Goldenberg previously worked at The Boston Globe as an interactive news developer and Blinderman’s a science and culture writer who studied data journalism at Columbia. Despite journalistic credentials, The Pudding (and Polygraph) isn’t aiming to be a journalistic enterprise. The team might in the course of developing a visualization call up a few people to run questions by them, or have to create their own data source (this freelancer’s exploration of the Hamilton musical libretto, for instance), but most of the data it builds interactives on is already available (no FOIAing needed).

Work gets promoted on The Pudding site, and through the Polygraph and Pudding newsletters, which will eventually merge into one. Polygraph’s newsletter sharing the latest visualizations has about 10,000 subscribers; The Pudding’s has about 1,000 after launching this year. Otherwise, promotion is largely word of mouth — and some pieces have been able to spread widely that way. They’re definitely open to collaborating with “more visible partners,” Goldenberg told me, though “we’re not being aggressive about our outreach.”

(A similar project popped up last year called The Thrust, which wanted to serve as a home for data visualization projects that didn’t fit with traditional news organizations or into their news cycles. The creators left for full-time jobs at ProPublica and The New York Times and the site has stopped updating.)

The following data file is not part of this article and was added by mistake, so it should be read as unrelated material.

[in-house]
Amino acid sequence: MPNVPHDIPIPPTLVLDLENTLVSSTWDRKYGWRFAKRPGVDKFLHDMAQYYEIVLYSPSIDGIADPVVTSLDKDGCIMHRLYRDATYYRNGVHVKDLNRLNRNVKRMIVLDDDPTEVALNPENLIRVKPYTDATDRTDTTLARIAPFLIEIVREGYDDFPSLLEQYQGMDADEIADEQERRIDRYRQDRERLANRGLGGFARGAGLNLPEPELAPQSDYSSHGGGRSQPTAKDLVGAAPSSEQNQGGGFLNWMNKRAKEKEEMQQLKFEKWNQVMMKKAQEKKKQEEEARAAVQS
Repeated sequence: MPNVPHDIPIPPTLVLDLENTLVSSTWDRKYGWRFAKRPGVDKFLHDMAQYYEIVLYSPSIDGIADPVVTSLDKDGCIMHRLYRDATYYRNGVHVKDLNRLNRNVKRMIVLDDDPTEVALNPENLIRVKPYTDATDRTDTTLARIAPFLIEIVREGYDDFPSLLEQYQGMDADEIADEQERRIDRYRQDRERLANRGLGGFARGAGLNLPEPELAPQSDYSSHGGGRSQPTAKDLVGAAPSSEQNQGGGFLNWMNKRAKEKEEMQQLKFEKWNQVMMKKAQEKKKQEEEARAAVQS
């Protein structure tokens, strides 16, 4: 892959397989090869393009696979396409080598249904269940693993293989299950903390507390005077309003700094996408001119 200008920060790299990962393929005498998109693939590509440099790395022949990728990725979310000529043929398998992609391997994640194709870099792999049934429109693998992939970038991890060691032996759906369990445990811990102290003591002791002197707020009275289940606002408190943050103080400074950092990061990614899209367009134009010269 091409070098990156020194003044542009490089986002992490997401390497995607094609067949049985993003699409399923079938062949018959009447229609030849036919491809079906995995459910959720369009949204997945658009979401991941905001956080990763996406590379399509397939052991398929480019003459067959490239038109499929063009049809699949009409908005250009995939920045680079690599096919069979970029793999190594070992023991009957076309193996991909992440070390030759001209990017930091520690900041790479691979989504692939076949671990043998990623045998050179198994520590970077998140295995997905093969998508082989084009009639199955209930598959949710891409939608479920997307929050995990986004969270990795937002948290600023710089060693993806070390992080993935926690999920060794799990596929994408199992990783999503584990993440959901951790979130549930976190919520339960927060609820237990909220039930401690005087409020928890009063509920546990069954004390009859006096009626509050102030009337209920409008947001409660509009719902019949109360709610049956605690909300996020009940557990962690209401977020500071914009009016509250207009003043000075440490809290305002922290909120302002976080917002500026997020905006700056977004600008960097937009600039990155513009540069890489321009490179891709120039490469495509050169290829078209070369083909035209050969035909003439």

The moneymaking side of Polygraph functions like a digital agency, with Daniels, Goldenberg, and Blinderman pushing out projects for large clients like YouTube, Google News Lab, and Kickstarter. Goldenberg wouldn’t disclose how much they charge for these sponsored pieces, but revenue generated from a handful of client projects funds the entire editorial side, including paying for freelancers pieces and the three current full-time staffers’ salaries.

“We try to take on client work to just support our staff and basically to sustain The Pudding, with about three to six freelancers each quarter — what we’re doing is maybe kind of backwards,” Goldenberg said. “The thing about our editorial work is that also essentially serves as marketing for us. Generally, when we publish a new project on The Pudding, we get a few business inquiries. It’s a nice symbiotic relationship.”

Polygraph is also hiring for two more full-time positions — a “maker” and an editor — both at competitive salaries, which suggests that its client-side business is going quite well. Its ambitions looking forward, though, are straightforward: publish more interesting data-driven visualizations.

“We want to push forward the craft of visual storytelling, and these are not things you do on a daily basis,” Goldenberg said. “We still want to take our time and spend a couple of weeks, maybe a month or more, on a project. Unless we have dozens of people working with us, we wouldn’t really be able to publish more than once a week or so. We’re mostly just trying to establish that rhythm, and keep pushing out good pieces.”

POSTED     May 5, 2017, 9:52 a.m.